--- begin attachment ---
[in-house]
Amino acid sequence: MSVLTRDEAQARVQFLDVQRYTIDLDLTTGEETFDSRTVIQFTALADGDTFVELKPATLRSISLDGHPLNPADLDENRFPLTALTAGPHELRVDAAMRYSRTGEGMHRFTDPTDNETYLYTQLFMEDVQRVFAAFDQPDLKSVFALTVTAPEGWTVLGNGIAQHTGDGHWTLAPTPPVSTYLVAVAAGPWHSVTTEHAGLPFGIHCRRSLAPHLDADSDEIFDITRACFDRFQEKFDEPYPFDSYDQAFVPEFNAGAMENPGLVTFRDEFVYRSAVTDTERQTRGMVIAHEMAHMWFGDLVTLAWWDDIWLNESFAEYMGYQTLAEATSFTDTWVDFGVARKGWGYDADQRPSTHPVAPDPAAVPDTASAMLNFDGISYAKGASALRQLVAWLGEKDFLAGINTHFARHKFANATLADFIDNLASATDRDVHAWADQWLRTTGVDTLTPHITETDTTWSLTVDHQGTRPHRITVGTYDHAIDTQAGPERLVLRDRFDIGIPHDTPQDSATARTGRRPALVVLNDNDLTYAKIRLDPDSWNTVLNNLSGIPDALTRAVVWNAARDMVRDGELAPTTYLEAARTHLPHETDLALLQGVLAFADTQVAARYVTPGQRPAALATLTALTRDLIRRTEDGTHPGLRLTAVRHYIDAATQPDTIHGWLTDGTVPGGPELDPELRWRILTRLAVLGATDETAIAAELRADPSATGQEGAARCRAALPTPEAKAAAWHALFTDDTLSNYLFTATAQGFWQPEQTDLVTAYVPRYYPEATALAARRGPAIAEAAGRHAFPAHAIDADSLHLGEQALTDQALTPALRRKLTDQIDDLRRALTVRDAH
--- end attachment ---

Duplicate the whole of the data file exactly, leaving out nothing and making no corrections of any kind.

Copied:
[in-house]
Amino acid sequence: MSVLTRDEAQARVQFLDVQRYTIDLDLTTGEETFDSRTVIQFTALADGDTFVELKPATLRSISLDGHPLNPADLDENRFPLTALTAGPHELRVDAAMRYSRTGEGMHRFTDPTDNETYLYTQLFMEDVQRVFAAFDQPDLKSVFALTVTAPEGWTVLGNGIAQHTGDGHWTLAPTPPVSTYLVAVAAGPWHSVTTEHAGLPFGIHCRRSLAPHLDADSDEIFDITRACFDRFQEKFDEPYPFDSYDQAFVPEFNAGAMENPGLVTFRDEFVYRSAVTDTERQTRGMVIAHEMAHMWFGDLVTLAWWDDIWLNESFAEYMGYQTLAEATSFTDTWVDFGVARKGWGYDADQRPSTHPVAPDPAAVPDTASAMLNFDGISYAKGASALRQLVAWLGEKDFLAGINTHFARHKFANATLADFIDNLASATDRDVHAWADQWLRTTGVDTLTPHITETDTTWSLTVDHQGTRPHRITVGTYDHAIDTQAGPERLVLRDRFDIGIPHDTPQDSATARTGRRPALVVLNDNDLTYAKIRLDPDSWNTVLNNLSGIPDALTRAVVWNAARDMVRDGELAPTTYLEAARTHLPHETDLALLQGVLAFADTQVAARYVTPGQRPAALATLTALTRDLIRRTEDGTHPGLRLTAVRHYIDAATQPDTIHGWLTDGTVPGGPELDPELRWRILTRLAVLGATDETAIAAELRADPSATGQEGAARCRAALPTPEAKAAAWHALFTDDTLSNYLFTATAQGFWQPEQTDLVTAYVPRYYPEATALAARRGPAIAEAAGRHAFPAHAIDADSLHLGEQALTDQALTPALRRKLTDQIDDLRRALTVRDAH